Saturday, May 19, 2018

El Piojito: Betsy and Bella

El Piojito: Betsy and Bella
By Armando Ortiz
“Betsy, it’s time to say your prayers and go to sleep,” said Bella. She’d been in the kitchen washing a stack of dirty dishes that had piled up the last few days. Betsy was in the living room reading, directly under a light that emanated from the ceiling. She was engrossed with a Curious George book. Bella walked towards her, wiping her hands with a towel. Her smooth tanned arms shone under the light, as she lightly elbowed Betsy on her arm. A small tiny sanctuary was on the opposite corner. Their niche was directly across the light. Betsy was always under the watchful eye of her mom and Le Virgencita.
The sacred space had the Virgin of Guadalupe as the central figure. They knelt before her and prayed. St Christopher was on the foreground of the Virgin Mary, to the right. Another little statuette was on the left side, that of St Jude. In between these was a candle, a little flower vase and a plaster cast image of Jesus Christ. The Virgin’s eyes always caught Betsy’s attention, since they seemed to be looking down at her, like ancient Buddha eyes. The replica had an aura of love and serenity.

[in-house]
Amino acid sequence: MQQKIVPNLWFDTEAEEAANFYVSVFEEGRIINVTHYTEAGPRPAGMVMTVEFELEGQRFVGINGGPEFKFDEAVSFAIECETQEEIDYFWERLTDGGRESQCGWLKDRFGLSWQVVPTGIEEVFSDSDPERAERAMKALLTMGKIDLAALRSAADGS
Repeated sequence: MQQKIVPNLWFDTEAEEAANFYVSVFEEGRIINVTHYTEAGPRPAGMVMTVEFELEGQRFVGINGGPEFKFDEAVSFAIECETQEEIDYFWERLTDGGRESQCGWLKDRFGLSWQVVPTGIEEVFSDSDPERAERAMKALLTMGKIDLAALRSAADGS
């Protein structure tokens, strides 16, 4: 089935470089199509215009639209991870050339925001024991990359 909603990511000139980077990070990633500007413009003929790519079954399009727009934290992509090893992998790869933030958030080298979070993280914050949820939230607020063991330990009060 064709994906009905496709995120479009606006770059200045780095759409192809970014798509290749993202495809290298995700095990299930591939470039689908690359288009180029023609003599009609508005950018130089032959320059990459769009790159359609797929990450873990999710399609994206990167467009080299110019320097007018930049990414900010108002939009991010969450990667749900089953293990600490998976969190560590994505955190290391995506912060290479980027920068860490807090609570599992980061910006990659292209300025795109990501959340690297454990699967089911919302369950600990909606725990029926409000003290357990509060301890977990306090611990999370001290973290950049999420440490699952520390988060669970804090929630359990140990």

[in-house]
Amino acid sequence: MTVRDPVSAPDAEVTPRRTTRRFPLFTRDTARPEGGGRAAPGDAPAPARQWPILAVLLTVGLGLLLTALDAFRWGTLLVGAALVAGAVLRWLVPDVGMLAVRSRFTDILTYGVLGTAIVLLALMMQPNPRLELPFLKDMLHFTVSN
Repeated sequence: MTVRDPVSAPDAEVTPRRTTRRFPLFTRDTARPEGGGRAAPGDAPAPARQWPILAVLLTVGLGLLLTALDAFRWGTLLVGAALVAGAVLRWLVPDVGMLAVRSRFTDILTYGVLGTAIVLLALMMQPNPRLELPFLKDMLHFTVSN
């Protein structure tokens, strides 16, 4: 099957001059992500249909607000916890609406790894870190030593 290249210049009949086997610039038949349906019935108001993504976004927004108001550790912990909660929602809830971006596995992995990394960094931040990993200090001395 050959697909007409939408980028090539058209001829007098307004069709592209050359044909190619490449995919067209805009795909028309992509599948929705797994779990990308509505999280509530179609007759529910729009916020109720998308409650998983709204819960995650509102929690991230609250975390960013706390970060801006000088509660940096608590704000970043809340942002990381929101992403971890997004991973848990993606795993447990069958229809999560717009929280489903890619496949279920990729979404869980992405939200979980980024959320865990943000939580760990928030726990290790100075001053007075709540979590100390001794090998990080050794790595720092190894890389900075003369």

They always followed the routine right before going to sleep. Her mom mostly did the talking. She begged the Virgencita, the beloved virgin, for patience and strength, thanking her for life and having something to eat that day. Following this brief ceremony Bella would tuck Betsy in her own small Hello Kitty bed and kiss her goodnight.
            Mom was always in prayer, a relentless woman of prayer, and earnestly felt that the Virgin was taking care of them. The same part of the couch where her daughter had been studying was now being used by her. Now it was Bella that was directly across from the image of the Lady of Mercy. It was her turn to be under those watchful eyes and commence the two hour study session. She was an autodidact, but simply gave thanks to the heavens above and always brought flowers she’d cut on the way back home from work; yellow daisies, red roses and occasionally magenta baby bottle scrubbers. Bella would stay up a few hours past bed time, studying and reviewing for the Dental Assistant course that she was taking at the local vocational school.